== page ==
Recently I was in adoration and opened my Bible to the story of the Rich Young Man.
“As he was setting out on a journey, a man ran up and knelt before him, and asked him, “Good Teacher, what must I do to inherit eternal life?”Jesus said to him, “Why do you call me good? No one is good but God alone. You know the commandments: ‘You shall not murder; You shall not commit adultery; You shall not steal; You shall not bear false witness; You shall not defraud; Honor your father and mother.’”He said to him, “Teacher, I have kept all these since my youth.”Jesus, looking at him, loved him and said, “You lack one thing; go, sell what you have, and give to the poor, and you will have treasure in heaven; then come, follow me.” At that saying his countenance fell, and he went away sorrowful; for he had great possessions.” Mark 10:17-22
“Jesus, looking upon Him, loved him.”
I was trying to imagine what that “look” must have been like. Can you imagine the depth of Jesus’ eye contact? Was there a gentleness in Jesus’ eyes and face? Was there a small smile on his lips? Did Jesus reach out and touch the rich young man warmly on his shoulder?
What Jesus tells the rich young man after that loving look isn’t what he expects to hear: “At that saying his countenance fell, and he went away sorrowful.” The NSRV version translates that sentence as “When he heard this he was shocked and went away grieving.” I wonder what the young man was looking for when he went to see Jesus? Was he just looking for approval or affirmation that he was “good” and what he was doing was “enough”? Whenever I hear or read this passage it always leaves me feeling a little sad. That rich young man had such an amazing personal encounter with Jesus, and yet he went away sorrowful.
I wonder what happened to this rich young man. Even though he didn’t receive the response he wanted, he still had an encounter with Jesus. No encounter with Jesus leaves us unchanged. He thought he was doing pretty well. The man had a relationship with God. He was a good Jew. He attempted to get closer to Jesus And Jesus loved him. He loved that man enough to want him to grow closer and go deeper. Jesus exposed the young man’s weakness.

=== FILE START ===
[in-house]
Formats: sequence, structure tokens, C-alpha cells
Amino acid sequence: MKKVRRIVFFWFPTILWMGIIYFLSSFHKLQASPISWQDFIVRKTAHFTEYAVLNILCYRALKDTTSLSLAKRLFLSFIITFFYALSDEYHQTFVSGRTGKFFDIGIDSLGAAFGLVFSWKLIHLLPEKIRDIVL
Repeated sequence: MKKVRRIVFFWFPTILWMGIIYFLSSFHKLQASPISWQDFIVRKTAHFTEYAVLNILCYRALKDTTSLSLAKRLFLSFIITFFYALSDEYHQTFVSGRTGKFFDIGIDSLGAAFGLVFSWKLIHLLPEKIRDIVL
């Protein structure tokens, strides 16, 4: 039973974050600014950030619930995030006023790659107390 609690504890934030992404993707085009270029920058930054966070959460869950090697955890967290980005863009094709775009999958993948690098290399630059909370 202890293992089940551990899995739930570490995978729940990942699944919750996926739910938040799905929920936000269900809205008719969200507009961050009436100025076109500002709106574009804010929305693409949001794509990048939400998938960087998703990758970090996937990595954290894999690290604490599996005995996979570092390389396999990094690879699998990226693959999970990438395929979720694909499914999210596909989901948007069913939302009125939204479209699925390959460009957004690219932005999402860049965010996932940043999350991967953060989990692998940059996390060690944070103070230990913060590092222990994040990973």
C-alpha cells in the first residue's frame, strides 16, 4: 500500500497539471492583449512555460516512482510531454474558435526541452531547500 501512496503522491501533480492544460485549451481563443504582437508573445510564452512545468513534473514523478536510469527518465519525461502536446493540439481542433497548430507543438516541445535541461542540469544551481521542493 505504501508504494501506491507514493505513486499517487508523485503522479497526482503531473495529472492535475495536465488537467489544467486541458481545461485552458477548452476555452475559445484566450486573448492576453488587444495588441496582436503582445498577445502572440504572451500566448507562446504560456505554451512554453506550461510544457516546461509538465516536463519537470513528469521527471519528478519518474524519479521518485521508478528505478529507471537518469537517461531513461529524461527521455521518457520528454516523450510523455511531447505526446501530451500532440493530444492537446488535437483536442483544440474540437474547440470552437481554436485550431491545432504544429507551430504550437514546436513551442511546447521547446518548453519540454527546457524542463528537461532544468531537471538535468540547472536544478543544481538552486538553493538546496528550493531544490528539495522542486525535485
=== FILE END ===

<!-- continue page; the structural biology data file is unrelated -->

There are lots of times that I am like that rich young man, (minus the “rich”), in my attitude towards God. Just like that rich young man, part of me reaches out and tells Jesus, “I love you”…but I still hold onto my own perfectionism and my own way of doing things. It’s not easy to admit that my trust has limits. Even though I desire to give much of my life over to God, I’m still grasping to control parts of it.
I trust….but not completely.
God exposes my weakness. He has shown me that I have placed limits on His omnipotence. I have a broken understanding of God. I believe on some level that there is only so much help, so much love, so many times that He will touch my heart deeply. I have put limits on His love and favor, as if His graces for me are filled in a jar that needs to last my whole life and every time a prayer is answered, big or small, I use up some of that grace. But that’s not how God works. I know that in my head, but somehow that truth has not made it to my heart. There is a disconnect.
I often find myself trying to micromanage God. I bring what’s on my heart to prayer, but at the same time I’m trying to tell Him how to bring about the outcome that I want. I might even try and tell Him the steps to get to that preferred outcome. I somehow think that He needs my suggestions. I think He might miss an important detail.
In reality, I’m just afraid that God won’t give me what I want in the way that I want it so I try to “help” him. That is definitely not trust.
Even though the rich young man went away sorrowful, he had a choice of what to do with that encounter with God. I like to think that he went home and wrestled with his issue of over attachment and wanting to control his physical possessions. That young man received an invitation to go deeper, but he had to work through the weakness Jesus exposed. That takes time, effort and grace.
One thing I don’t struggle with is believing in the infinite mercy of God. He does not grow tired of us in our struggles. He waits for us to take those baby steps that will bring us closer to Him and will bring our lives closer to His plan for us. He is always there to pick us up when we fall again and again…(and again)…and gives us unlimited opportunities to begin again.
Our faith is a lifelong journey towards a home that is not on this Earth. As long as our hearts beat, we will always be growing and changing.
Where is God inviting you to go deeper this summer?
Michelle Hamel is a cradle Catholic who tries to keep up with the chaos of raising eight kids with her high school sweetheart. She spends her days trying to make sure everyone feels loved and squeezing in adoration visits. She blogs about faith and family at Normal Chaos.